1 Impossible now to remain longer by myself: I must go to Mrs. Fairfax.
2 This was all the account I got from Mrs. Fairfax of her employer and mine.
3 Mrs. Fairfax was dusting some vases of fine purple spar, which stood on a sideboard.
4 Mrs. Fairfax seemed to think it necessary that some one should be amiable, and she began to talk.
5 He rang, and despatched an invitation to Mrs. Fairfax, who soon arrived, knitting-basket in hand.
6 Mrs. Fairfax had dropped her knitting, and, with raised eyebrows, seemed wondering what sort of talk this was.
7 Mrs. Fairfax folded up her knitting: I took my portfolio: we curtseyed to him, received a frigid bow in return, and so withdrew.
8 Mrs. Fairfax turned out to be what she appeared, a placid-tempered, kind-natured woman, of competent education and average intelligence.
9 Mrs. Fairfax stayed behind a moment to fasten the trap-door; I, by drift of groping, found the outlet from the attic, and proceeded to descend the narrow garret staircase.
10 Mr. Rochester must have been aware of the entrance of Mrs. Fairfax and myself; but it appeared he was not in the mood to notice us, for he never lifted his head as we approached.
11 I let Mrs. Fairfax precede me into the dining-room, and kept in her shade as we crossed that apartment; and, passing the arch, whose curtain was now dropped, entered the elegant recess beyond.
12 Leah brought it; she entered, followed by Mrs. Fairfax, who repeated the news; adding that Mr. Carter the surgeon was come, and was now with Mr. Rochester: then she hurried out to give orders about tea, and I went upstairs to take off my things.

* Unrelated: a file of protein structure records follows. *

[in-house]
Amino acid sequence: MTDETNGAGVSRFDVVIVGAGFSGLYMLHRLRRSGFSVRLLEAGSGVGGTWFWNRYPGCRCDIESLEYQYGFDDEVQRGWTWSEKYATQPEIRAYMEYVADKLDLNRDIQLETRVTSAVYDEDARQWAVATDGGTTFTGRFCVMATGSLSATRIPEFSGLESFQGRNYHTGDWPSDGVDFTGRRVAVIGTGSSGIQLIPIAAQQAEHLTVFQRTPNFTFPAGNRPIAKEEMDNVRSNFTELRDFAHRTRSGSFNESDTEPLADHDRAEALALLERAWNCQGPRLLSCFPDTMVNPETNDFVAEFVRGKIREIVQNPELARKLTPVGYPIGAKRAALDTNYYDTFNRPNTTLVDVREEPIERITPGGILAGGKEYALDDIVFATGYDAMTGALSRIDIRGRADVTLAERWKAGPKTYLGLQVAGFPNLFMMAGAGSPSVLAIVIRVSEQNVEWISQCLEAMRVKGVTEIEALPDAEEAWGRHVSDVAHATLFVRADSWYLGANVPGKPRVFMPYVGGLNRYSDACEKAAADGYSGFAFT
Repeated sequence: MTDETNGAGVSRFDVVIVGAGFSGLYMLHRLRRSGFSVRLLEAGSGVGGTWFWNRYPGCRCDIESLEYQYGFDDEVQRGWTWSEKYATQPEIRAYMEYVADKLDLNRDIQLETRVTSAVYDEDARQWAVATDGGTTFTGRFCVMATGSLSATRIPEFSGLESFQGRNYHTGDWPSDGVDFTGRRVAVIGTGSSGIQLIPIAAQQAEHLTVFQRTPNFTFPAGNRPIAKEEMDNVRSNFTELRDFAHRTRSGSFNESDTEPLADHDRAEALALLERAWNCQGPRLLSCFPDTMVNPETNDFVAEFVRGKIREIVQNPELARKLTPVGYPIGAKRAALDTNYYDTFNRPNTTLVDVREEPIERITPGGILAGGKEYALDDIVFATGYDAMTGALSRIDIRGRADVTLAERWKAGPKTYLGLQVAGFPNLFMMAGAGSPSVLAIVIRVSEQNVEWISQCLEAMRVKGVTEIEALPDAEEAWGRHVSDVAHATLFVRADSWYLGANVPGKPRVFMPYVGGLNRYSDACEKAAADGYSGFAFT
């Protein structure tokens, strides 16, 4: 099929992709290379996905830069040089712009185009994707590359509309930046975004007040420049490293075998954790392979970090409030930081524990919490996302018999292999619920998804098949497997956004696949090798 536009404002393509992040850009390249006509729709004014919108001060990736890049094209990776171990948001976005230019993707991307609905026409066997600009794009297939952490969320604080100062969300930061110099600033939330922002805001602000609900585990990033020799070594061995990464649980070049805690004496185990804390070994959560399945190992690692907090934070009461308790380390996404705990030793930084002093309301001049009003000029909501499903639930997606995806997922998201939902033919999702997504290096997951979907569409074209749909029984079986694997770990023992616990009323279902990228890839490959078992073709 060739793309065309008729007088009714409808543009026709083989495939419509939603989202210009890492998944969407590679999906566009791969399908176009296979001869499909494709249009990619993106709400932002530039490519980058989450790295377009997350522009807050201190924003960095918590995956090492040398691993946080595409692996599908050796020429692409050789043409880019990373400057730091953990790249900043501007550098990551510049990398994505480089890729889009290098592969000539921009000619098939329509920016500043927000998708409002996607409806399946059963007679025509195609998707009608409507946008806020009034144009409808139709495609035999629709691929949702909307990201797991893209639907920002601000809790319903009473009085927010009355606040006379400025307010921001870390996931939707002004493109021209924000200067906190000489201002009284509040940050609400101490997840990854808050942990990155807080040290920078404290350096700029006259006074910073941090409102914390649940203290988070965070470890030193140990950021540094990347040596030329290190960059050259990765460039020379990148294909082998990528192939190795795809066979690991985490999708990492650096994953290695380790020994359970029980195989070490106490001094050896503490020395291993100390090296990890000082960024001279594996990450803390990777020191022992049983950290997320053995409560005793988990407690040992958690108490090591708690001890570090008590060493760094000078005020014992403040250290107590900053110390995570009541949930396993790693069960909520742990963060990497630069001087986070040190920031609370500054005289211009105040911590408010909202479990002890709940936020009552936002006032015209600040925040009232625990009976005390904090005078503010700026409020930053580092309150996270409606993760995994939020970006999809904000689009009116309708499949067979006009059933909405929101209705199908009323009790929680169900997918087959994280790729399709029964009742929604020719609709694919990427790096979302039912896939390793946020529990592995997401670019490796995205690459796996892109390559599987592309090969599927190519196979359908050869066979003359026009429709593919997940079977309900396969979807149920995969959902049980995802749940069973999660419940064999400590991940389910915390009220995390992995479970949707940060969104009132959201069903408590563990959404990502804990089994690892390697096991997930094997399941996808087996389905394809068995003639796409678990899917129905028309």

13 One day he had had company to dinner, and had sent for my portfolio; in order, doubtless, to exhibit its contents: the gentlemen went away early, to attend a public meeting at Millcote, as Mrs. Fairfax informed me; but the night being wet and inclement, Mr. Rochester did not accompany them.
14 I was yet enjoying the calm prospect and pleasant fresh air, yet listening with delight to the cawing of the rooks, yet surveying the wide, hoary front of the hall, and thinking what a great place it was for one lonely little dame like Mrs. Fairfax to inhabit, when that lady appeared at the door.
15 It was a fine, calm day, though very cold; I was tired of sitting still in the library through a whole long morning: Mrs. Fairfax had just written a letter which was waiting to be posted, so I put on my bonnet and cloak and volunteered to carry it to Hay; the distance, two miles, would be a pleasant winter afternoon walk.
16 In the clear embers I was tracing a view, not unlike a picture I remembered to have seen of the castle of Heidelberg, on the Rhine, when Mrs. Fairfax came in, breaking up by her entrance the fiery mosaic I had been piercing together, and scattering too some heavy unwelcome thoughts that were beginning to throng on my solitude.
17 When Mrs. Fairfax had bidden me a kind good-night, and I had fastened my door, gazed leisurely round, and in some measure effaced the eerie impression made by that wide hall, that dark and spacious staircase, and that long, cold gallery, by the livelier aspect of my little room, I remembered that, after a day of bodily fatigue and mental anxiety, I was now at last in safe haven.
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